The macrofauna of the soils on the west ridge of Gunung Mulu in 4th Division, Sarawak, were sampled during February and March 1978. The eleven sampling sites ranged from near the base of the mountain at 130 m a.s.1. to the summit at 2.376 m. Altitudinal changes from lowland rain forest (mixed dipterocarp forest) to lower montane and upper montane rain forests are concomitant with changes in soil from red yellow podzolics and regosols to peaty gley podzolics and organic peats. The abundance of the total macrofauna declined from 2,579 individuals m -2 at 130 m to 145 m -2 at 2,376 m. Declining population densities of ants and termites correlated significantly with increasing altitude but the effect on other groups was variable. Changes in total biomass were erratic and varied from 4.1–6.2 g m -2 (alc. w.w.) in the dipterocarp forest soils to 5.8 g m -2 in the lower montane, 9.3–20.2 g m -2 in the upper montane (tall facies) and 1.9–9.5 g m -2 in the upper montane (short and summit facies). Only the decline in the biomass of termites and ants correlated significantly with altitude. Other groups remained fairly constant, varied erratically or increased in the middle altitudes. The dipterocarp forest soil macrofaunal biomass was dominated by termites, beetles and earthworms (Megascolecidae and Moniligastridae), with ants the dominant predators. The lower montane forest was a transitional and ill-defined zone on the mountain and the soil macrofauna was also transitional to some extent. Termite biomass fell substantially and earthworms replaced them as the dominant detritivores, with beetles in a secondary role. Formicidae remained as the major predators. With the inception of peats in the upper montane forest (tall facies), the macrofauna was dominated by Coleoptera with earthworms, Diptera larvae and Blattodea in lesser roles. With increasing exposure in the upper montane forests (short and summit facies), several major groups disappeared altogether. The soils were dominated by Blattodea with Coleoptera and Megascolecidae of lesser importance. Chilopoda and Arachnida replaced Formicidae as the dominant predators.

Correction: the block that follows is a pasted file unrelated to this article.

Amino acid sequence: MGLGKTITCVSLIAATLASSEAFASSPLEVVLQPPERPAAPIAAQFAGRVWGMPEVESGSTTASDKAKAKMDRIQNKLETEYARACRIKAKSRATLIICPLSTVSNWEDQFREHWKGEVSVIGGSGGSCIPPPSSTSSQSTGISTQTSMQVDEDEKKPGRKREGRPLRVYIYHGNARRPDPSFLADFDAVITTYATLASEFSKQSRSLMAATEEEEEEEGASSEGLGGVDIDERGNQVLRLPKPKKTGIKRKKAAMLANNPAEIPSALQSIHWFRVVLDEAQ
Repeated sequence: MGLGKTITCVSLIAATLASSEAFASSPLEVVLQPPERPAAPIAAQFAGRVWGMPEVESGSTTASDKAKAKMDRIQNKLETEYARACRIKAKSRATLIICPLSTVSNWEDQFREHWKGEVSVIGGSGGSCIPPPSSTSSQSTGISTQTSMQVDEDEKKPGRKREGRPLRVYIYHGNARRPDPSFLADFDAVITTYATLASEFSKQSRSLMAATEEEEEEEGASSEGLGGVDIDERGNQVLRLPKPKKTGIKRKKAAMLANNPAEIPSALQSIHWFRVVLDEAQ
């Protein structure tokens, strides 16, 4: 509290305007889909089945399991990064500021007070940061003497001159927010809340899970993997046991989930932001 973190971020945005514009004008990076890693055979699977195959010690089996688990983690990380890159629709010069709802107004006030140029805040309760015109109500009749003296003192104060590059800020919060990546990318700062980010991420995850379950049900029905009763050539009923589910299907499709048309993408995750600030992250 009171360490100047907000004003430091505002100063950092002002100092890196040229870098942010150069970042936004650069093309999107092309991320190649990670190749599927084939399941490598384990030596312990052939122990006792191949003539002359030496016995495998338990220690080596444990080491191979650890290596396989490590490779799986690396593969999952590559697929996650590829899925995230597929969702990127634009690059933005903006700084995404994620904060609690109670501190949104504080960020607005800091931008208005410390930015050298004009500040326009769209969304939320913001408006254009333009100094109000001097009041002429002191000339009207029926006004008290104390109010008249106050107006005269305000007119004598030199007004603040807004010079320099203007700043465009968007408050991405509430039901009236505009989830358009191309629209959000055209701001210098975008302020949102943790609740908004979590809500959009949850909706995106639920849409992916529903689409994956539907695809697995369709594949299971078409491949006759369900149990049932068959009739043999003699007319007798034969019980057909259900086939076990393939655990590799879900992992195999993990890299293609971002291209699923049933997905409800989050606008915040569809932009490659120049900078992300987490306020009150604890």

Oecologia – Springer Journals
Published: Jan 1, 1980
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